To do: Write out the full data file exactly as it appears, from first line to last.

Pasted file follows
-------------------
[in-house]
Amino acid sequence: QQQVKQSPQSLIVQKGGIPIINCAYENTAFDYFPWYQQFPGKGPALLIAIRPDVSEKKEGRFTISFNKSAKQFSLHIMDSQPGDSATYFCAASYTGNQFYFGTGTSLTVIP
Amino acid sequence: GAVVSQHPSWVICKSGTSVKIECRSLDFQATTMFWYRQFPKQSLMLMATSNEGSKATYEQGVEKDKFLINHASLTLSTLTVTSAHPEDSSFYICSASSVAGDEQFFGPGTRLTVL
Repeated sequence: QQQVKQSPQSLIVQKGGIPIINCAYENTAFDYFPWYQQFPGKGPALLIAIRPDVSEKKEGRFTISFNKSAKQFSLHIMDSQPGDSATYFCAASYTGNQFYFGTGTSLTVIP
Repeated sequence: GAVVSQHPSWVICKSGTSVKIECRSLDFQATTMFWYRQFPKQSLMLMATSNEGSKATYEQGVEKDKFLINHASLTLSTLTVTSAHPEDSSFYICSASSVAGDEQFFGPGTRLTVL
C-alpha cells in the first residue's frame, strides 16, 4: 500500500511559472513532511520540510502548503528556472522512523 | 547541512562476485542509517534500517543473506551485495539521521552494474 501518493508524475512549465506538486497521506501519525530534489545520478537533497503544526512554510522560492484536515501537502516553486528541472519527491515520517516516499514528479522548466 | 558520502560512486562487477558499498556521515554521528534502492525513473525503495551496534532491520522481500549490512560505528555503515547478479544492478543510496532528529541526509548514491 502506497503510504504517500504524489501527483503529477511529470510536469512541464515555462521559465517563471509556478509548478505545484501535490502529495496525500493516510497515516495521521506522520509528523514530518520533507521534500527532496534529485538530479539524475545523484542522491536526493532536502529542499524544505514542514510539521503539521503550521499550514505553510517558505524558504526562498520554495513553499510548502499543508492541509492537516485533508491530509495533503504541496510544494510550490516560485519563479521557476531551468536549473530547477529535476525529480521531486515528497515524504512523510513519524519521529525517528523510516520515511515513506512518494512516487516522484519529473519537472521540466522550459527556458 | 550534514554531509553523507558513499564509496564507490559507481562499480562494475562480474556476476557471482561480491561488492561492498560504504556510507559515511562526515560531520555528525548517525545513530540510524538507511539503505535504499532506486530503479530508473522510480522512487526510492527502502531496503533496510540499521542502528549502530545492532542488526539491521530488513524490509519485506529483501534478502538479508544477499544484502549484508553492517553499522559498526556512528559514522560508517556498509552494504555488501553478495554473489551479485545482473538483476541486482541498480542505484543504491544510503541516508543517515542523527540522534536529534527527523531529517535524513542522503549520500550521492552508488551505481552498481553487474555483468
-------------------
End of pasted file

[in-house]
Amino acid sequence: QQQVKQSPQSLIVQKGGIPIINCAYENTAFDYFPWYQQFPGKGPALLIAIRPDVSEKKEGRFTISFNKSAKQFSLHIMDSQPGDSATYFCAASYTGNQFYFGTGTSLTVIP
Amino acid sequence: GAVVSQHPSWVICKSGTSVKIECRSLDFQATTMFWYRQFPKQSLMLMATSNEGSKATYEQGVEKDKFLINHASLTLSTLTVTSAHPEDSSFYICSASSVAGDEQFFGPGTRLTVL
Repeated sequence: QQQVKQSPQSLIVQKGGIPIINCAYENTAFDYFPWYQQFPGKGPALLIAIRPDVSEKKEGRFTISFNKSAKQFSLHIMDSQPGDSATYFCAASYTGNQFYFGTGTSLTVIP
Repeated sequence: GAVVSQHPSWVICKSGTSVKIECRSLDFQATTMFWYRQFPKQSLMLMATSNEGSKATYEQGVEKDKFLINHASLTLSTLTVTSAHPEDSSFYICSASSVAGDEQFFGPGTRLTVL
C-alpha cells in the first residue's frame, strides 16, 4: 500500500511559472513532511520540510502548503528556472522512523 | 547541512562476485542509517534500517543473506551485495539521521552494474 501518493508524475512549465506538486497521506501519525530534489545520478537533497503544526512554510522560492484536515501537502516553486528541472519527491515520517516516499514528479522548466 | 558520502560512486562487477558499498556521515554521528534502492525513473525503495551496534532491520522481500549490512560505528555503515547478479544492478543510496532528529541526509548514491 502506497503510504504517500504524489501527483503529477511529470510536469512541464515555462521559465517563471509556478509548478505545484501535490502529495496525500493516510497515516495521521506522520509528523514530518520533507521534500527532496534529485538530479539524475545523484542522491536526493532536502529542499524544505514542514510539521503539521503550521499550514505553510517558505524558504526562498520554495513553499510548502499543508492541509492537516485533508491530509495533503504541496510544494510550490516560485519563479521557476531551468536549473530547477529535476525529480521531486515528497515524504512523510513519524519521529525517528523510516520515511515513506512518494512516487516522484519529473519537472521540466522550459527556458 | 550534514554531509553523507558513499564509496564507490559507481562499480562494475562480474556476476557471482561480491561488492561492498560504504556510507559515511562526515560531520555528525548517525545513530540510524538507511539503505535504499532506486530503479530508473522510480522512487526510492527502502531496503533496510540499521542502528549502530545492532542488526539491521530488513524490509519485506529483501534478502538479508544477499544484502549484508553492517553499522559498526556512528559514522560508517556498509552494504555488501553478495554473489551479485545482473538483476541486482541498480542505484543504491544510503541516508543517515542523527540522534536529534527527523531529517535524513542522503549520500550521492552508488551505481552498481553487474555483468